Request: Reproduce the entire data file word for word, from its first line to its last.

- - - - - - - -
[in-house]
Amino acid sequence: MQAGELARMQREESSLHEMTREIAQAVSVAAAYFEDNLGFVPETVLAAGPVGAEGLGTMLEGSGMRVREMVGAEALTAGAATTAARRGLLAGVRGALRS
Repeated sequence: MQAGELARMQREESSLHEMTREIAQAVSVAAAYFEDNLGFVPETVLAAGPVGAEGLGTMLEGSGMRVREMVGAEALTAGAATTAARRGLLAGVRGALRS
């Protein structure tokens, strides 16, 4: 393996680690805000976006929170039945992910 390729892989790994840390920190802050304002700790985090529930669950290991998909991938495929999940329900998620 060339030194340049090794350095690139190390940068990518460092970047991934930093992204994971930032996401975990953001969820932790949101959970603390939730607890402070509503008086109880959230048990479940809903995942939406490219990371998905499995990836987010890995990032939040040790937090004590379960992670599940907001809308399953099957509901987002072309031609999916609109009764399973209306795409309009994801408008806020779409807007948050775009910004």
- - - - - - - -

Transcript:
[in-house]
Amino acid sequence: MQAGELARMQREESSLHEMTREIAQAVSVAAAYFEDNLGFVPETVLAAGPVGAEGLGTMLEGSGMRVREMVGAEALTAGAATTAARRGLLAGVRGALRS
Repeated sequence: MQAGELARMQREESSLHEMTREIAQAVSVAAAYFEDNLGFVPETVLAAGPVGAEGLGTMLEGSGMRVREMVGAEALTAGAATTAARRGLLAGVRGALRS
């Protein structure tokens, strides 16, 4: 393996680690805000976006929170039945992910 390729892989790994840390920190802050304002700790985090529930669950290991998909991938495929999940329900998620 060339030194340049090794350095690139190390940068990518460092970047991934930093992204994971930032996401975990953001969820932790949101959970603390939730607890402070509503008086109880959230048990479940809903995942939406490219990371998905499995990836987010890995990032939040040790937090004590379960992670599940907001809308399953099957509901987002072309031609999916609109009764399973209306795409309009994801408008806020779409807007948050775009910004």